Classrooms all over the world are preparing to participate in a new watershed ecology program in Central America. This education and eco-tourism project is in Parque Internacional “La Amistad”, a biosphere reserve and World Heritage Site shared by Costa Rica and Panama, as designated by the United Nation’s Scientific, Educational, and Cultural Organization (UNESCO). International students will study alongside local students whose participation is funded by grants. Together they will study in programs developed by the Big River Foundation, operated by indigenous and international teachers, side-by-side. All will return home with tools and insights important for their own watersheds, and with unforgettable memories of an adventure of a lifetime.
What is watershed education?
Watershed conservation and education programs are essential for our collective future. Healthy communities are impossible without healthy rivers. As water flows over ground and along rivers, it gathers nutrients, sediment, and pollutants which are transported with the water to affect ecological processes throughout the basin. Watersheds act like funnels, concentrating, filtering, and distributing water. We all live in watersheds.
Forty percent of the world’s watersheds are already experiencing severe problems, and the world’s population is growing rapidly. Without focus and reform in watershed management, dozens of countries will soon be coping with disasters caused by unhealthy watersheds and the collapse of associated ecological systems. (World Bank Institute Water Policy Reform Program, 1999)
The Big River Foundation has pioneered programs addressing these issues. Programs range from one week introductions to watershed ecology, to three-month intensive programs related to the environmental science, politics, and economics of watershed ecology. Teachers will begin with explorations utilizing kayaking and rafting to engage students in water sampling techniques, analysis, and conservation strategies. The program will help teachers develop curricula to bring nature into their classrooms, and to take their classrooms into nature upon returning home.
Central America’s Perfect Watershed Classrooms
In the Americas, communities with the healthiest watersheds and most-intact ecosystems are found where development has been most modest, in areas inhabited by indigenous Naso, Ngöbe-Buglé, and BriBri populations in the highlands of Panama and Costa Rica. These indigenous communities face challenges today similar to those faced by settlements colonized centuries ago. Knowledge, awareness, and technology, however, have improved exponentially since colonial times. Today these communities are microcosms of ecological hope buffered (for now) from ecosystems far further out-of-balance than their own.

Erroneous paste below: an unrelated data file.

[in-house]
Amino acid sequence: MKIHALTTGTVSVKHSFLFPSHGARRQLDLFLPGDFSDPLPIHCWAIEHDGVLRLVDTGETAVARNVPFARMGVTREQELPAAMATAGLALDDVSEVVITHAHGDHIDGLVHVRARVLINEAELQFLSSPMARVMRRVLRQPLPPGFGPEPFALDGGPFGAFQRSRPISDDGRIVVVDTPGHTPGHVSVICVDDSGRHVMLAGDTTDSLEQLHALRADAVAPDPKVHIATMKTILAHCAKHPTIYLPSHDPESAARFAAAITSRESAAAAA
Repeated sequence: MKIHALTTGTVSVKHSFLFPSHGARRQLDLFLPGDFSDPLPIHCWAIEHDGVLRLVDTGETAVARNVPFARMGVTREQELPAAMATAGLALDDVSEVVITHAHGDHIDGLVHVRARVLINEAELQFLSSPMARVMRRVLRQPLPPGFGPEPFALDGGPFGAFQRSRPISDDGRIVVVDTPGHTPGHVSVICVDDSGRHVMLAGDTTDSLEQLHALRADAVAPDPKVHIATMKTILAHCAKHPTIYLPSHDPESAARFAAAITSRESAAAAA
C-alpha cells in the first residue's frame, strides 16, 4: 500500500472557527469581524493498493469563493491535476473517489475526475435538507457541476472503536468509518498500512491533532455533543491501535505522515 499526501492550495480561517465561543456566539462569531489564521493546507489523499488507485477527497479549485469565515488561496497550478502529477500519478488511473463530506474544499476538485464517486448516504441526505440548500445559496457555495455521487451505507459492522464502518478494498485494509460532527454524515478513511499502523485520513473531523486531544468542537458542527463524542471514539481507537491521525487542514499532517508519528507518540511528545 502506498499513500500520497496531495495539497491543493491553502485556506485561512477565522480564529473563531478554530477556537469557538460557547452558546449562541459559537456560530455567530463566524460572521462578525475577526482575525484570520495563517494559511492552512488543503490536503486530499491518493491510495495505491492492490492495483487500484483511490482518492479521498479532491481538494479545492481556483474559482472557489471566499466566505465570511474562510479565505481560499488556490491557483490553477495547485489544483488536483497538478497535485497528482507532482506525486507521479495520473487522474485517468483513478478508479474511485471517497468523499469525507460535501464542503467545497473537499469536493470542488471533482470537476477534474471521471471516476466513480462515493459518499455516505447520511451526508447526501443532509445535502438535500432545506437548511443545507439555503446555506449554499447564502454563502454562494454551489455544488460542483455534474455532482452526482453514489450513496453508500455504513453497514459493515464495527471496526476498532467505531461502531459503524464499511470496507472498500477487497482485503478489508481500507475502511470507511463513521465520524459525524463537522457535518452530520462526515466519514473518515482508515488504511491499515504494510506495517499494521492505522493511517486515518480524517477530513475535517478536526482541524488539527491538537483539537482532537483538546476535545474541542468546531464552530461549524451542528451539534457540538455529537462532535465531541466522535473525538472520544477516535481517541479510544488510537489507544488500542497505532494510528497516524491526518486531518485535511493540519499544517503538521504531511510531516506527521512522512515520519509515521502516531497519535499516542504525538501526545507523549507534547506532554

These communities are ideal ‘classrooms’ for exploring sustainable development concepts that balance the needs for healthy rivers with the development needs of healthy, growing communities. On the border of Costa Rica and Panama, we find some many of the most sparsely-inhabited watersheds in the western hemisphere. Many rivers originate in the mountains along the ‘Cordillera Talamanca’ … home of La Amistad; National Park Volcan Baru, the 2nd highest peak in Central America; and the Comarca Ngöbe-Buglé, a sparsely inhabited stretch of the Cordillera Talamanca. Programs will pull local students from across the Cordillera to participate with international students and teachers.
Nothing Alters a River as Completely as a Dam
Some of this region’s rivers are pristine, most are healthy; some at lower elevations are stressed by agriculture, still others are dammed. Indigenous communities’ resources in this region are coveted for hydroelectric and development projects. It seems not even UNESCO World Heritage Site status is sufficient to protect virgin rainforest from the engines of economic development. In 2011, the first roads and bridges are being constructed at the entrance to the international biosphere reserve La Amistad to support a dam. “Nothing alters a river as totally as a dam. A reservoir is the antithesis of a river – the essence of a river is that is flows, the essence of a reservoir is that it is still. (P. McCully, 1996)
One dam alone was sufficient to depose a king in this rainforested paradise. The Naso tribe maintain the last kingdom in the Americas, within the La Amistad biosphere reserve. King Tito’s sale of his people’s natural resources, against their wishes, led to his being overthrown in the wake of his agreement allowing roads and businesses into La Amistad. In 2004, King Tito was deposed following his approval of this hydroelectric project now underway in Naso Territory. His rule was rejected in a civil uprising in the Naso capital of Seiyik and he was forced into exile in Changuinola. Panama’s National Assembly has not officially recognized the Naso’s new leader, who remains opposed to dams according to the wishes of the majority of his people, who wish to live in healthy communities with healthy rivers. His name is King Valentin Santana.
World Heritage Site: Parque Internacional La Amistad